Yield
Serves 4

Smashed cucumbers, or pai huang gua, is a Sichuan dish that is typically served with rich, spicy food. We started with English cucumbers, which are nearly seedless and have thin, crisp skins. Placing them in a zipper-lock bag and smashing them into large, irregular pieces sped up a salting step that helped expel excess water. The craggy pieces also did a better job of holding on to the dressing. Using black vinegar, an aged rice-based vinegar, added a mellow complexity to the soy and sesame dressing.

We recommend using Chinese Chinkiang (or Zhenjiang) black vinegar in this dish for its complex flavor. If you can’t find it, you can substitute 2 teaspoons of rice vinegar and 1 teaspoon of balsamic vinegar. A rasp-style grater makes quick work of turning the garlic into a paste. We like to drizzle the cucumbers with Sichuan Chili Oil when serving them with milder dishes such as grilled fish or chicken.

Ingredients

  • 2 (14-ounce) English cucumbers
  • 1 1/2 teaspoons kosher salt
  • 4 teaspoons Chinese black vinegar
  • 1 teaspoon garlic, minced to paste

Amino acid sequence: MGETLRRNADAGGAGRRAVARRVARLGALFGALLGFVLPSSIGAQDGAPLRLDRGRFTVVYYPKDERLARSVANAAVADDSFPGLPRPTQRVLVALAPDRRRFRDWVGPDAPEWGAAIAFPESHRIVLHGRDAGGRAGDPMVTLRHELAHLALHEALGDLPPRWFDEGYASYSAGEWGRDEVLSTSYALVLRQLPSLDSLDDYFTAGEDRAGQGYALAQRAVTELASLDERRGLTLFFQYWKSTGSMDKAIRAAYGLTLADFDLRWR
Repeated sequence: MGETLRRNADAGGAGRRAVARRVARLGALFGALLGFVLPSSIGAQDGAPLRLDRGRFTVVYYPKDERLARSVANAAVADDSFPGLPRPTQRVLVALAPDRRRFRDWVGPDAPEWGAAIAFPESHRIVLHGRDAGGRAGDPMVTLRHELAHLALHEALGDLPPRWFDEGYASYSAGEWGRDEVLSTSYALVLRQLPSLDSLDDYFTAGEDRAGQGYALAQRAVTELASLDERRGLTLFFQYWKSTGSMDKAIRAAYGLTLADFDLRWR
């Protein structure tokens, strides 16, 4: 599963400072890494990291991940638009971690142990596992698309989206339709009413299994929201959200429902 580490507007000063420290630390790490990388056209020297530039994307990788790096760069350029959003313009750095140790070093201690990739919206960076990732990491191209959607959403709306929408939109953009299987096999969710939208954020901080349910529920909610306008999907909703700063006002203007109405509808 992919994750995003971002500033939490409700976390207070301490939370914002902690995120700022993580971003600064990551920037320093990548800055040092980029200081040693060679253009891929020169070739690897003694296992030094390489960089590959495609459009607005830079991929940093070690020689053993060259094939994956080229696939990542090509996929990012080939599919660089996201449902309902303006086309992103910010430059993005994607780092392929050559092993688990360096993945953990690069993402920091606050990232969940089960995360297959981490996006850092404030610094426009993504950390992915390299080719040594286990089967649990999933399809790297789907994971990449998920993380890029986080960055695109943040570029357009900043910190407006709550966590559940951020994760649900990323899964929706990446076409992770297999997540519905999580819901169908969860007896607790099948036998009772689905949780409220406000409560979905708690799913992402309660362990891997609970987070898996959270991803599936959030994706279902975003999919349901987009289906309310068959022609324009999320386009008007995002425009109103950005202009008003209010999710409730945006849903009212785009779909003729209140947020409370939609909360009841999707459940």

• 1 tablespoon soy sauce
  • 2 teaspoons toasted sesame oil
  • 1 teaspoon sugar
  • 1 teaspoon sesame seeds, toasted

Directions

1. Trim and discard ends from cucumbers. Cut each cucumber crosswise into three equal lengths. Place pieces in large zipper-lock bag and seal bag. Using small skillet or rolling pin, firmly but gently smash cucumbers until flattened and split lengthwise into 3 to 4 spears each. Tear spears into rough 1- to 1 1/2-inch pieces and transfer to colander set in large bowl. Toss cucumbers with salt and let stand for at least 15 minutes or up to 30 minutes.

2. While cucumbers sit, whisk vinegar and garlic together in small bowl; let stand for at least 5 minutes or up to 15 minutes.

3. Whisk soy sauce, oil, and sugar into vinegar mixture until sugar has dissolved. Transfer cucumbers to medium bowl and discard any extracted liquid. Add dressing and sesame seeds to cucumbers and toss to combine. Serve immediately.